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How the government shutdown killed the economic recovery

October 24, 2013|By Michael Hiltzik
  • Economic confidence took a header during the shutdown. The effects will linger on.
Economic confidence took a header during the shutdown. The effects will… (CEA/Los Angeles Times )

We'll be seeing lots more data like these, but the White House Council of Economic Advisers is reporting that the government shutdown took a huge bite out of economic growth--and that the impact will linger. 

The chart above shows the effect on economic confidence, one of eight daily or weekly economic indicators tracked by the CEA. (The three lines follow three separate surveys, Gallup, Rasmussen and the University of Michigan.) Put briefly, confidence fell off a cliff. That's likely to bleed into the holiday period. Moreover, the effect was predictable: That big drop the chart shows in mid-2011? That was the last fiscal standoff, which didn't even result in a government shutdown. The CEA report also covers the other indicators, including unemployment, most of which look just as ugly.

Overall, the CEA report by Harvard economist James Stock and two colleagues calculates, the shutdown pared 0.25% from annual economic growth and cost 120,000 jobs in just its first 12 days. They're being conservative, since their study covers the shutdown only through Oct. 12. It continued for an additional four days.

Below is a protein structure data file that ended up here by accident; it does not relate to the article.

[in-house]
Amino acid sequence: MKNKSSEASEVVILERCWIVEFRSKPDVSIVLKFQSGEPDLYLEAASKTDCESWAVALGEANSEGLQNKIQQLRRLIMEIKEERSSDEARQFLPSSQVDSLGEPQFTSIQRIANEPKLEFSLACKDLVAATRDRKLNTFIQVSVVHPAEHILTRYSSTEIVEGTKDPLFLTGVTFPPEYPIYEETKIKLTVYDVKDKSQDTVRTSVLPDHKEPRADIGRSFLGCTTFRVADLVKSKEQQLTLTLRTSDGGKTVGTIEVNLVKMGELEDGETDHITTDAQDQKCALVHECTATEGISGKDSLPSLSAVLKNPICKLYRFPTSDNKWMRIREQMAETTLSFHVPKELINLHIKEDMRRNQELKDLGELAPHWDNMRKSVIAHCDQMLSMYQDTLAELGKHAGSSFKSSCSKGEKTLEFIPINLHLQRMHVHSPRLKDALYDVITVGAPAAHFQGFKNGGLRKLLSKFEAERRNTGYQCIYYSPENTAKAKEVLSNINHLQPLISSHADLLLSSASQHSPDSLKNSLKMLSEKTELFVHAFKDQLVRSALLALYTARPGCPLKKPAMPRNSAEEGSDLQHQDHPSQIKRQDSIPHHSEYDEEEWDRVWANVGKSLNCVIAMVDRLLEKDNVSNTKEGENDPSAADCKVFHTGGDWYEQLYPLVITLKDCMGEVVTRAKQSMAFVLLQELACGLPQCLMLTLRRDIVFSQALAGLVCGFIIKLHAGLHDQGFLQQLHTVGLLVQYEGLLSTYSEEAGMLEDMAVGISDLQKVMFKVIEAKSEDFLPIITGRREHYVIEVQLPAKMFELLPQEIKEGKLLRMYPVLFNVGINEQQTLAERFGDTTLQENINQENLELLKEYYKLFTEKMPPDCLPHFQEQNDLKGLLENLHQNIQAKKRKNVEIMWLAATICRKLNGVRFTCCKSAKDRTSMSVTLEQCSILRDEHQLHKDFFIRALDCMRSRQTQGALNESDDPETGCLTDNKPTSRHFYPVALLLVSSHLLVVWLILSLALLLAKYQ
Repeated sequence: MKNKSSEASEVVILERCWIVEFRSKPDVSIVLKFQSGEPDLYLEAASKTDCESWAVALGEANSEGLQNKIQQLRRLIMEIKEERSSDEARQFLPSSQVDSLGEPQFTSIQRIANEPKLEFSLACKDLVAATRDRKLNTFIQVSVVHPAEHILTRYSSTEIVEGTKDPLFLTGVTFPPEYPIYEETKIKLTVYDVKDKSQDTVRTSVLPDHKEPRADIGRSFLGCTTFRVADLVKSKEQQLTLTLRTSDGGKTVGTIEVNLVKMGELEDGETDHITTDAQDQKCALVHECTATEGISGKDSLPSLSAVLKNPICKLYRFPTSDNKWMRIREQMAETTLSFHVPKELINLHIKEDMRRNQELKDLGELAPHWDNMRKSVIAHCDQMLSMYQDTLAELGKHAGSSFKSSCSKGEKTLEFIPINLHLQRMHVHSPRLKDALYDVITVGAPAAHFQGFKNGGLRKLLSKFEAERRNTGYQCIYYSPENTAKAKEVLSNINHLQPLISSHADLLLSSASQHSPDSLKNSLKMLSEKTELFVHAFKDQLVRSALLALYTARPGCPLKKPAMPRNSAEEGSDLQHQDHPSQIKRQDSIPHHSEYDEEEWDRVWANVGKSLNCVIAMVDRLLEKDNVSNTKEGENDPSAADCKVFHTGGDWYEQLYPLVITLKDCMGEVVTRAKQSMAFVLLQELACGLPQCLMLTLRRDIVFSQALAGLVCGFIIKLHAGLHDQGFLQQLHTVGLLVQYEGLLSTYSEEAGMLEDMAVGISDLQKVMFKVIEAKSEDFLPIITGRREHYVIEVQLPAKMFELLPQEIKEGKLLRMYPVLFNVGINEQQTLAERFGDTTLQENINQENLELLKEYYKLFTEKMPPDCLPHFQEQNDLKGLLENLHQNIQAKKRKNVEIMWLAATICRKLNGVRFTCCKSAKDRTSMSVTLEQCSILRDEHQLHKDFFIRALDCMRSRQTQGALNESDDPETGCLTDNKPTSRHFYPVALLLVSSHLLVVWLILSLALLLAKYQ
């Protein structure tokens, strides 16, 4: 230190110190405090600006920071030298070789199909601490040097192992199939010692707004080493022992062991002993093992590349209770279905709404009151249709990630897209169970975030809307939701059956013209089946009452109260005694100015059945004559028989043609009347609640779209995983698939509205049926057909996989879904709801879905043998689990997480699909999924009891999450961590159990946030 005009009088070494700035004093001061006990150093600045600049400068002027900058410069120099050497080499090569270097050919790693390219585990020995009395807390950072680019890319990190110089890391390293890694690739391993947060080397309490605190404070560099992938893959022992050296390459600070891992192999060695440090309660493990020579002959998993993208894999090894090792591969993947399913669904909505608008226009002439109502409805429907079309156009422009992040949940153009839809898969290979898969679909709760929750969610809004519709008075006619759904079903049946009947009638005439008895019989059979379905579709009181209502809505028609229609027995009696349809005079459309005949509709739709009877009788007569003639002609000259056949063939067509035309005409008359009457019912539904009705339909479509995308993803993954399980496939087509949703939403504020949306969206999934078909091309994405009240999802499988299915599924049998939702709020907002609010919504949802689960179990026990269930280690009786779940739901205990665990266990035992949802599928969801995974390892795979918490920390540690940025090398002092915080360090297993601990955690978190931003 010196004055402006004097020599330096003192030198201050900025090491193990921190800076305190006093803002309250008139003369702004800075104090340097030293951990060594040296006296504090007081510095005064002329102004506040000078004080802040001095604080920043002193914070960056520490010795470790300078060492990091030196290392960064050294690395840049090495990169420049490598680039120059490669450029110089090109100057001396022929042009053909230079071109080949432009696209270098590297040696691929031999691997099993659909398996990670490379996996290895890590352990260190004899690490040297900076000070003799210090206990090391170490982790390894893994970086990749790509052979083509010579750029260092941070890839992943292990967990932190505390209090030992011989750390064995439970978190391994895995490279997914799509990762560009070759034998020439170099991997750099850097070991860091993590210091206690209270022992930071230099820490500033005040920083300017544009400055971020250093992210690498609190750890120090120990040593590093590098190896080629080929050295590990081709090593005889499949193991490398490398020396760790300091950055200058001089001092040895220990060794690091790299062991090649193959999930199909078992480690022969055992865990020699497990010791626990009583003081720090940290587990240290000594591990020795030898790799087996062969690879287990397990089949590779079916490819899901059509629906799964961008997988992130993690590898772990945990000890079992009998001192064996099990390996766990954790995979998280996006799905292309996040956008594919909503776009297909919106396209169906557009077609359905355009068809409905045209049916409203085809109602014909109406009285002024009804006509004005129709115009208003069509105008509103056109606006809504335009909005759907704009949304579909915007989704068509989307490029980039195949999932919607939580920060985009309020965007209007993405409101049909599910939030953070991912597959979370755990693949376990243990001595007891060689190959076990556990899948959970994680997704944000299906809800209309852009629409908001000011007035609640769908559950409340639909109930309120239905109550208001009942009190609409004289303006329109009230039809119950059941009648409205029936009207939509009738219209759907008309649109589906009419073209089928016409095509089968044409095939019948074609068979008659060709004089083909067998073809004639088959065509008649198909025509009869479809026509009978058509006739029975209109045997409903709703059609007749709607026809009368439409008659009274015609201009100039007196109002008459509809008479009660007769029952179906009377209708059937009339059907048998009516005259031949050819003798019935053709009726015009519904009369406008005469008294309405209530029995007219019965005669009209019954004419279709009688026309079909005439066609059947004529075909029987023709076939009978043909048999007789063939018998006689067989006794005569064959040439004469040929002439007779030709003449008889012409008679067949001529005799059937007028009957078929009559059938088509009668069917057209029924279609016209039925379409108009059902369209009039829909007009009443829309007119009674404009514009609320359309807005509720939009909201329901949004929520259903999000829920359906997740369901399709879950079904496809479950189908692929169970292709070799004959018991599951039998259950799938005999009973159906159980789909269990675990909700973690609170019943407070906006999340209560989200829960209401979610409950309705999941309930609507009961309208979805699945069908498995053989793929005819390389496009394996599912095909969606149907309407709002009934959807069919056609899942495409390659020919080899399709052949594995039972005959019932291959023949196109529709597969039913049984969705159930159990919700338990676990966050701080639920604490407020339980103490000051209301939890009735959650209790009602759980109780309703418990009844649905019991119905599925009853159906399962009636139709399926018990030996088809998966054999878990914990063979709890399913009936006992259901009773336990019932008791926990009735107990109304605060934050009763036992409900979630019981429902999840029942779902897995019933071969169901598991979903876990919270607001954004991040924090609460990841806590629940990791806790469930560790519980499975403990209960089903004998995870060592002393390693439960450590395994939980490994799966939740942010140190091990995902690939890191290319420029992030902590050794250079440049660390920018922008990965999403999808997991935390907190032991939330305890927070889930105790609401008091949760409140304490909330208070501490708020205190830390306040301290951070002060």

They observe that the shutdown not only withdrew government services, but rippled through the private sector.

"For example the travel industry was hurt by the closing of national parks, businesses in oil and gas and other industries were hurt by the cessation of permits for oil and gas drilling, the housing industry was hurt by the cessation of IRS verifications for mortgage applications, and small businesses were hurt by the shutdown of Small Business Administration loan guarantees. In addition, a reduction in consumer confidence and an increase in uncertainty associated not just with the shutdown but also the brinkmanship over the debt limit affected consumer spending, investment and hiring as well."

We'll be hearing more of the same as further surveys come in. The economic data over the next quarter or more are likely to be ghastly. 

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